Introduction High-resolution genome-wide profiling analysis of B-cell precursor acute lymphoblastic leukemia (BCP-ALL) samples has identified many novel somatic genetic alterations, several of which have clear implications for risk stratification or future therapeutic targeting. However, most of the studies focused on children and therefore a deep molecular characterization of adults is still challenging, especially for those cases lacking recurrent fusion genes. Subjects and Methods In order to shed light on the molecular features of this ALL subgroup, we retrospectively analyzed 28 newly diagnosed BCR-ABL1-negative BCP-ALL subjects (19 males/9 females; median age 41.5 years; negative for known fusion genes) and 28 BCR-ABL1-positive BCP-ALL subjects as a comparison group, since it represents the most frequent genetic subgroup in adults with ALL. In BCR-ABL1-negative ALL karyotype was normal in 10/28 (36%), showed abnormalities in 5/28 (18%) and failed or was not available in 13/28 (46%) cases. The overall survival rate was very poor with a median of 14 months (range, 1-75). We analyzed copy number alterations (CNA) of IKZF1, CDKN2A/B, PAX5, EBF1, ETV6, BTG1, RB1, and genes within PAR1: CRLF2, CSF2RA, IL3RA by the SALSA MLPA kit P335 IKZF1 (MRC Holland). In addition, mutation status was assessed for TP53, CRLF2, JAK2, LEF1, PAX5 and IL7R by next-generation deep-sequencing (NGS) (Roche Applied Science; IRON-II study oligonucleotide primer plates). Positivity for newly described BCR-JAK2, PAX5-JAK2, ETV6-ABL1, EBF1-PDGFRB, NUP-ABL1 gene fusions occurring in BCR-ABL1-like ALL (Roberts KG et al., Cancer Cell. 2012) was assessed by PCR amplification and sequencing. Finally, SNP arrays (SNP 6.0, Affymetrix) and gene expression profile analyses (GeneChip® Human Transcriptome Array 2.0) were performed to more fully assess genomic complexity. Results Overall, 76% of BCR-ABL1-negative subjects showed an abnormality of at least one of the analyzed genes: 7 (25%) had one, 4 (14%) had two, 6 (21%) had three, and 6 (21%) had four or more alterations. In subjects showing no abnormalities, SNP arrays analysis revealed amplifications of chromosome 1q in 2/6 cases (33%). Deletions of CDKN2A/B were the most frequent (39%) and in 73%, they occurred together with other abnormalities, suggesting that multiple events are needed to induce the full leukemia phenotype. Other common CNA included: deletions of IKZF1 (25%), ETV6 (25%), PAX5 (14%), EBF1 (11%), PAR1 region (11%) and RB1 (7%). NGS showed mutations of TP53 in 18% of cases (W147*, V172L/G, G245C, Del244-246, D259Y), while JAK2 and CRLF2 were mutated in 7% (R683S/G) and 4% (F232C), respectively. No positivity for newly described fusion genes activating tyrosine kinase was confirmed. Importantly, subjects with no abnormalities showed better survival rates compared to those with one or more molecular alterations (p < 0.01). The BCR-ABL1-positive subgroup shared the same CNA of BCR-ABL1-negative cases, such as deletions of IKZF1 (71%), CDKN2A/B (21%), PAX5 (14%), BTG1 (11%), EBF1 (11%), and ETV6 (4%), but they did not show mutations in the analyzed genes. Conclusions BCP-ALL lacking recurrent fusion genes is a highly heterogeneous and complex disease. Current diagnostic procedures need to be revised to improve risk assessment and to guide therapeutic decisions.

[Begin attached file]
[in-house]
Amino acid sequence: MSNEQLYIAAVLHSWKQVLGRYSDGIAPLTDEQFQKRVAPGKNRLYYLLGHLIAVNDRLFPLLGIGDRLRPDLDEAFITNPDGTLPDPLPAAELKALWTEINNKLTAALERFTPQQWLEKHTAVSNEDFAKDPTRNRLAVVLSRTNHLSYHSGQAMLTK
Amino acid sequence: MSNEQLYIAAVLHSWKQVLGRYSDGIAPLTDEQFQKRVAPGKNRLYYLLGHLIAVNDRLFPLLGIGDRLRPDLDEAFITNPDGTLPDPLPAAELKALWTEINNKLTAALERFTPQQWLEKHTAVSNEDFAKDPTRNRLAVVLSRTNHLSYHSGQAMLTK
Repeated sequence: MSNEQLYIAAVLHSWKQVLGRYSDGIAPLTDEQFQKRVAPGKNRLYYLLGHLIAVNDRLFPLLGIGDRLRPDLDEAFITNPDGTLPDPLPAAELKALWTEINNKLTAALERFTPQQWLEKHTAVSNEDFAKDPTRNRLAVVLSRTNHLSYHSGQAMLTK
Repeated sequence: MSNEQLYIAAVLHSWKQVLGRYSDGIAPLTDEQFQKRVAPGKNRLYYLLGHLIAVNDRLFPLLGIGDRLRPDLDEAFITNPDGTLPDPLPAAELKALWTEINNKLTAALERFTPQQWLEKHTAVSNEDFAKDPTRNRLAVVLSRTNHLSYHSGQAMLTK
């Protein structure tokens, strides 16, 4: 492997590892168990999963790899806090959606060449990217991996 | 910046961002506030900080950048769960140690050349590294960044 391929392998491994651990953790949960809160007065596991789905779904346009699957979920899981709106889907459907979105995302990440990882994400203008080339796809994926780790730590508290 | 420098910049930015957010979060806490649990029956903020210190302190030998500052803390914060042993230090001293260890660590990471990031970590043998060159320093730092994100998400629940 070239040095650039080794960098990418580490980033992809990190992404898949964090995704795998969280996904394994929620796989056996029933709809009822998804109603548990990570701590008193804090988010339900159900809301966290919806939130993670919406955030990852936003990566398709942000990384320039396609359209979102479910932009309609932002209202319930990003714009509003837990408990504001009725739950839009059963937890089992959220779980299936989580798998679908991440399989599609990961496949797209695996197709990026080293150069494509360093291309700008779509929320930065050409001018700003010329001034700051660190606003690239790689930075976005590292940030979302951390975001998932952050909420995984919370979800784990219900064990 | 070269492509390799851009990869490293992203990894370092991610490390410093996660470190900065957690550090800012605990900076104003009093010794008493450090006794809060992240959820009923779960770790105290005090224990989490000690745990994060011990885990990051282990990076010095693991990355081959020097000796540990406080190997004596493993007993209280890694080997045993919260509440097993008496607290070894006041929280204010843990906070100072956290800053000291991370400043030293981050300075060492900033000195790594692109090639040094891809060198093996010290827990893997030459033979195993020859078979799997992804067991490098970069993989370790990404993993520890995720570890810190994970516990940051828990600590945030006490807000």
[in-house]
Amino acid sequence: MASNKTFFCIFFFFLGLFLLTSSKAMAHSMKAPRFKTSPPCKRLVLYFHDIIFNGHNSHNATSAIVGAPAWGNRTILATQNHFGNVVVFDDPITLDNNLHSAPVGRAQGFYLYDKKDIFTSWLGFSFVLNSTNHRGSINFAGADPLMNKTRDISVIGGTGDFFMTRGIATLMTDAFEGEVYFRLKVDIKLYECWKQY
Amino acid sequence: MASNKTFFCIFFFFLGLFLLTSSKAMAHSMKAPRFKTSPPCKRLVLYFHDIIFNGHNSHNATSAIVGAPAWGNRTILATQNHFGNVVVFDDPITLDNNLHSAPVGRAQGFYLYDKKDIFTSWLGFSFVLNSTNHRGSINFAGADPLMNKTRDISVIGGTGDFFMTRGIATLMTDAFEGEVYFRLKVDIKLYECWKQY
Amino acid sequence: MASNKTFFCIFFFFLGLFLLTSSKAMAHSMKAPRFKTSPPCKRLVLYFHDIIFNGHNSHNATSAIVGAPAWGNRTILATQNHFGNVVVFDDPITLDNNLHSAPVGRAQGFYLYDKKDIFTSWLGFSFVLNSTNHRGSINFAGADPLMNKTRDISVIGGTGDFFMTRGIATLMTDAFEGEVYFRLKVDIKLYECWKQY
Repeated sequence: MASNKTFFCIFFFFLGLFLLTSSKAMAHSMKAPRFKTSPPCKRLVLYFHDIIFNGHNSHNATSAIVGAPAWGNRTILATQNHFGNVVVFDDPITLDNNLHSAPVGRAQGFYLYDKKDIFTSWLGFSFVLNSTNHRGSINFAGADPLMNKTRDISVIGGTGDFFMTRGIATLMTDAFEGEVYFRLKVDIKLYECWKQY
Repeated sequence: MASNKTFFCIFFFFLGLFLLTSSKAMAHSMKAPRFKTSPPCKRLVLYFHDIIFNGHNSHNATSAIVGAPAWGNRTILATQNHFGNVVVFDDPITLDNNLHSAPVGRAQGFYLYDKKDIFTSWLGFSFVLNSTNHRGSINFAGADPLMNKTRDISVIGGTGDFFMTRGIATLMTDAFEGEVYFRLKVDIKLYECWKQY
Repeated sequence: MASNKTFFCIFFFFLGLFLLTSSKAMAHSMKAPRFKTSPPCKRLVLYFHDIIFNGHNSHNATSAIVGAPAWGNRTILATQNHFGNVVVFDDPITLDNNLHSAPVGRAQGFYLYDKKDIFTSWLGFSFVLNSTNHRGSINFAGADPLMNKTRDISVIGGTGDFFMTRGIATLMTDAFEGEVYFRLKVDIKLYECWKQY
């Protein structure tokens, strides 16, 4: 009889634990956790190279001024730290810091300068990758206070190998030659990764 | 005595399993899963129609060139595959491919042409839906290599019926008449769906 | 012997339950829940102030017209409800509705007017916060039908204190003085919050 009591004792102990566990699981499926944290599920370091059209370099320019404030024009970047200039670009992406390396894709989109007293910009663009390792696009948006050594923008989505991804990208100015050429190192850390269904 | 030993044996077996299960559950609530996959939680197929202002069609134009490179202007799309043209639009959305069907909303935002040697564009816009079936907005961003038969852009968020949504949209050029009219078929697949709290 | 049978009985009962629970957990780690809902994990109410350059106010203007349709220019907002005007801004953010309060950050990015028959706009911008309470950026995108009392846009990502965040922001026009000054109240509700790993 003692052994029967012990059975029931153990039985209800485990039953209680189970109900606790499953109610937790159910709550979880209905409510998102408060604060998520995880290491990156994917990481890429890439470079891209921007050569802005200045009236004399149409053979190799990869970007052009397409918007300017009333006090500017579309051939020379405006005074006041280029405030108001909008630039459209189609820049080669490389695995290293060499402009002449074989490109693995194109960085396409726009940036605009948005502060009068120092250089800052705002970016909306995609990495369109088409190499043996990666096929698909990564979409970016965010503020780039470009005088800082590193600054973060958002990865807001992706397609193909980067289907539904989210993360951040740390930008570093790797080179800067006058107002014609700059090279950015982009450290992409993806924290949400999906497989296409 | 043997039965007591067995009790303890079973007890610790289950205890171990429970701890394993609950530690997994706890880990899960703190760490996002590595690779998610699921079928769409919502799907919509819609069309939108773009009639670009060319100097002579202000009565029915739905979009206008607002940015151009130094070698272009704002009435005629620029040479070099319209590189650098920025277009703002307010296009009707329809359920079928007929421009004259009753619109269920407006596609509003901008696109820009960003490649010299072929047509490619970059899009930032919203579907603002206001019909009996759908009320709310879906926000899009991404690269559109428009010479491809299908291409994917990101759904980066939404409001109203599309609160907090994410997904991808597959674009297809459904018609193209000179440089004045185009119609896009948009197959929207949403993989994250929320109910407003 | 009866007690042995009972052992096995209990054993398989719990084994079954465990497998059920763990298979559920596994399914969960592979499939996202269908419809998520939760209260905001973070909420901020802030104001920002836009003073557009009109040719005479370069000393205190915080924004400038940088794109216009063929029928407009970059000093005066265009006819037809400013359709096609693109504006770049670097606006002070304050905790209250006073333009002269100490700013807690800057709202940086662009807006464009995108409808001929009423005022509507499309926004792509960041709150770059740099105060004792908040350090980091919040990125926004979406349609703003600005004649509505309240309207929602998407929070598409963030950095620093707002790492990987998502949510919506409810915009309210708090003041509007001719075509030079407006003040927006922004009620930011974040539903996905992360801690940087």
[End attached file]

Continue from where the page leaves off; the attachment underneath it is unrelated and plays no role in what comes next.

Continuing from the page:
vol. 122 no. 21 2622
2622
2622
BLOOD
Iacobucci, Ilaria; Ferrari, Anna; Perricone, Margherita; Robustelli, Valentina; Papayannidis, Cristina; Zuntini, Roberta; Maria Chiara Abbenante, ; Venturi, Claudia; Baldazzi, Carmen; Ottaviani, Emanuela; Giannini, Barbara; Ghelli Luserna Di Rorà, Andrea; Lonetti, Annalisa; Vitale, Antonella; Elia, Loredana; Guadagnuolo, Viviana; Testoni, Nicoletta; Soverini, Simona; Paolini, Stefania; Parisi, Sarah; Sartor, Chiara; Cattina, Federica; Russo, Domenico; Foà, Robin; Chiaretti, Sabina; Kohlmann, Alexander; Martinelli, Giovanni
File in questo prodotto:
Eventuali allegati, non sono esposti

I documenti in IRIS sono protetti da copyright e tutti i diritti sono riservati, salvo diversa indicazione.

Utilizza questo identificativo per citare o creare un link a questo documento: http://hdl.handle.net/11585/605000
 Attenzione

Attenzione! I dati visualizzati non sono stati sottoposti a validazione da parte dell'ateneo

Citazioni
  • ???jsp.display-item.citation.pmc??? ND
  • Scopus ND
  • ???jsp.display-item.citation.isi??? 1
social impact